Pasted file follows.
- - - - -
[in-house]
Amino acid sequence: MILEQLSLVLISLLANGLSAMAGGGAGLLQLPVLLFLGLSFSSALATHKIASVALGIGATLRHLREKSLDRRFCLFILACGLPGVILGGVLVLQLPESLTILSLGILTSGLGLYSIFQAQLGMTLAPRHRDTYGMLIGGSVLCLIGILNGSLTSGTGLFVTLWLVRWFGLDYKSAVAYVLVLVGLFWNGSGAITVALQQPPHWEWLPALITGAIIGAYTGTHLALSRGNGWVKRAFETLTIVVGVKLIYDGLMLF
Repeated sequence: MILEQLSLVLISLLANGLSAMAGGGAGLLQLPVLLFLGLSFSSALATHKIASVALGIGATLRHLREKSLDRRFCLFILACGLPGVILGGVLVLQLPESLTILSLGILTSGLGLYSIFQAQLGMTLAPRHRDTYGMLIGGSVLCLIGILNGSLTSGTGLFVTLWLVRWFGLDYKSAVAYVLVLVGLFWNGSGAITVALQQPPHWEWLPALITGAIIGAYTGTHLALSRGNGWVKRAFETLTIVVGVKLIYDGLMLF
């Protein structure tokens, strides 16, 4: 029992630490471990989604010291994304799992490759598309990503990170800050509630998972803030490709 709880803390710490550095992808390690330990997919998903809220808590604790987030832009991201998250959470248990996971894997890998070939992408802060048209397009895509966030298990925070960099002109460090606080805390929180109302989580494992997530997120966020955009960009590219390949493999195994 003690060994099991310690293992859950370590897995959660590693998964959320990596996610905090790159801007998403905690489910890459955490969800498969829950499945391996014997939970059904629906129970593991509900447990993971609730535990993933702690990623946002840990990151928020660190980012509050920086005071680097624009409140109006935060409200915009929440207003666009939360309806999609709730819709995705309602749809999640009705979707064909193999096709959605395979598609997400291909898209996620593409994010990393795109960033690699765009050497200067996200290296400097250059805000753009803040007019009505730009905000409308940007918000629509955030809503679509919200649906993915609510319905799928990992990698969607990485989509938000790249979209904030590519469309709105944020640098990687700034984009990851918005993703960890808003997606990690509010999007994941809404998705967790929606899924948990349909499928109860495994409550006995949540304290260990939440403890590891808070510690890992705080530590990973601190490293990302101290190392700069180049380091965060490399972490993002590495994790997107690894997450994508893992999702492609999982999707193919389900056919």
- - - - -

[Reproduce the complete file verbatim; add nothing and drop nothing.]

[in-house]
Amino acid sequence: MILEQLSLVLISLLANGLSAMAGGGAGLLQLPVLLFLGLSFSSALATHKIASVALGIGATLRHLREKSLDRRFCLFILACGLPGVILGGVLVLQLPESLTILSLGILTSGLGLYSIFQAQLGMTLAPRHRDTYGMLIGGSVLCLIGILNGSLTSGTGLFVTLWLVRWFGLDYKSAVAYVLVLVGLFWNGSGAITVALQQPPHWEWLPALITGAIIGAYTGTHLALSRGNGWVKRAFETLTIVVGVKLIYDGLMLF
Repeated sequence: MILEQLSLVLISLLANGLSAMAGGGAGLLQLPVLLFLGLSFSSALATHKIASVALGIGATLRHLREKSLDRRFCLFILACGLPGVILGGVLVLQLPESLTILSLGILTSGLGLYSIFQAQLGMTLAPRHRDTYGMLIGGSVLCLIGILNGSLTSGTGLFVTLWLVRWFGLDYKSAVAYVLVLVGLFWNGSGAITVALQQPPHWEWLPALITGAIIGAYTGTHLALSRGNGWVKRAFETLTIVVGVKLIYDGLMLF
């Protein structure tokens, strides 16, 4: 029992630490471990989604010291994304799992490759598309990503990170800050509630998972803030490709 709880803390710490550095992808390690330990997919998903809220808590604790987030832009991201998250959470248990996971894997890998070939992408802060048209397009895509966030298990925070960099002109460090606080805390929180109302989580494992997530997120966020955009960009590219390949493999195994 003690060994099991310690293992859950370590897995959660590693998964959320990596996610905090790159801007998403905690489910890459955490969800498969829950499945391996014997939970059904629906129970593991509900447990993971609730535990993933702690990623946002840990990151928020660190980012509050920086005071680097624009409140109006935060409200915009929440207003666009939360309806999609709730819709995705309602749809999640009705979707064909193999096709959605395979598609997400291909898209996620593409994010990393795109960033690699765009050497200067996200290296400097250059805000753009803040007019009505730009905000409308940007918000629509955030809503679509919200649906993915609510319905799928990992990698969607990485989509938000790249979209904030590519469309709105944020640098990687700034984009990851918005993703960890808003997606990690509010999007994941809404998705967790929606899924948990349909499928109860495994409550006995949540304290260990939440403890590891808070510690890992705080530590990973601190490293990302101290190392700069180049380091965060490399972490993002590495994790997107690894997450994508893992999702492609999982999707193919389900056919």